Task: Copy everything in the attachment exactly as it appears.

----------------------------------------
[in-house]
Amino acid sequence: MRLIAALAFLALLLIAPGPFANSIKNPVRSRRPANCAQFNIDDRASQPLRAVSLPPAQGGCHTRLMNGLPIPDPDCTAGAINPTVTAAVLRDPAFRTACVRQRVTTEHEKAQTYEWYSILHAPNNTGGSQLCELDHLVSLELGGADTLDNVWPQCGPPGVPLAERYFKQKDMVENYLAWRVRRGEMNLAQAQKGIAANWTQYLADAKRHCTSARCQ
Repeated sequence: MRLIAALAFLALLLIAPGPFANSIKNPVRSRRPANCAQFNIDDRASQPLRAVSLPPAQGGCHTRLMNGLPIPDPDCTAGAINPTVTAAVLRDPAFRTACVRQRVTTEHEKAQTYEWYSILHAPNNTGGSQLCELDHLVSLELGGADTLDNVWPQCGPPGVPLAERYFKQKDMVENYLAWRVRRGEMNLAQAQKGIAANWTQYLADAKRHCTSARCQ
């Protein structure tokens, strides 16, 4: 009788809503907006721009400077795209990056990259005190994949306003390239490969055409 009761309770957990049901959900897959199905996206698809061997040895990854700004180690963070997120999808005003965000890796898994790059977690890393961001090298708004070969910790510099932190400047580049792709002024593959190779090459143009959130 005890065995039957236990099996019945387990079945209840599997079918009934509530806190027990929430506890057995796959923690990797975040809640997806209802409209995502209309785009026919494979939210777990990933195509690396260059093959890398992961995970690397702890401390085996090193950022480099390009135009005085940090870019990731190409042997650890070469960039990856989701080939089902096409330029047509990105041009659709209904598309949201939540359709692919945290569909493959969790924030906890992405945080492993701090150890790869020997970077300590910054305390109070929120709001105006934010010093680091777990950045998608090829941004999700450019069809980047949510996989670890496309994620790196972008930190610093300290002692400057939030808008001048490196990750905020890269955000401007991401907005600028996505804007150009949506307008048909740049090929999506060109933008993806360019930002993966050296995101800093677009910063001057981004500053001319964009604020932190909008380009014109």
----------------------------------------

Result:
[in-house]
Amino acid sequence: MRLIAALAFLALLLIAPGPFANSIKNPVRSRRPANCAQFNIDDRASQPLRAVSLPPAQGGCHTRLMNGLPIPDPDCTAGAINPTVTAAVLRDPAFRTACVRQRVTTEHEKAQTYEWYSILHAPNNTGGSQLCELDHLVSLELGGADTLDNVWPQCGPPGVPLAERYFKQKDMVENYLAWRVRRGEMNLAQAQKGIAANWTQYLADAKRHCTSARCQ
Repeated sequence: MRLIAALAFLALLLIAPGPFANSIKNPVRSRRPANCAQFNIDDRASQPLRAVSLPPAQGGCHTRLMNGLPIPDPDCTAGAINPTVTAAVLRDPAFRTACVRQRVTTEHEKAQTYEWYSILHAPNNTGGSQLCELDHLVSLELGGADTLDNVWPQCGPPGVPLAERYFKQKDMVENYLAWRVRRGEMNLAQAQKGIAANWTQYLADAKRHCTSARCQ
């Protein structure tokens, strides 16, 4: 009788809503907006721009400077795209990056990259005190994949306003390239490969055409 009761309770957990049901959900897959199905996206698809061997040895990854700004180690963070997120999808005003965000890796898994790059977690890393961001090298708004070969910790510099932190400047580049792709002024593959190779090459143009959130 005890065995039957236990099996019945387990079945209840599997079918009934509530806190027990929430506890057995796959923690990797975040809640997806209802409209995502209309785009026919494979939210777990990933195509690396260059093959890398992961995970690397702890401390085996090193950022480099390009135009005085940090870019990731190409042997650890070469960039990856989701080939089902096409330029047509990105041009659709209904598309949201939540359709692919945290569909493959969790924030906890992405945080492993701090150890790869020997970077300590910054305390109070929120709001105006934010010093680091777990950045998608090829941004999700450019069809980047949510996989670890496309994620790196972008930190610093300290002692400057939030808008001048490196990750905020890269955000401007991401907005600028996505804007150009949506307008048909740049090929999506060109933008993806360019930002993966050296995101800093677009910063001057981004500053001319964009604020932190909008380009014109």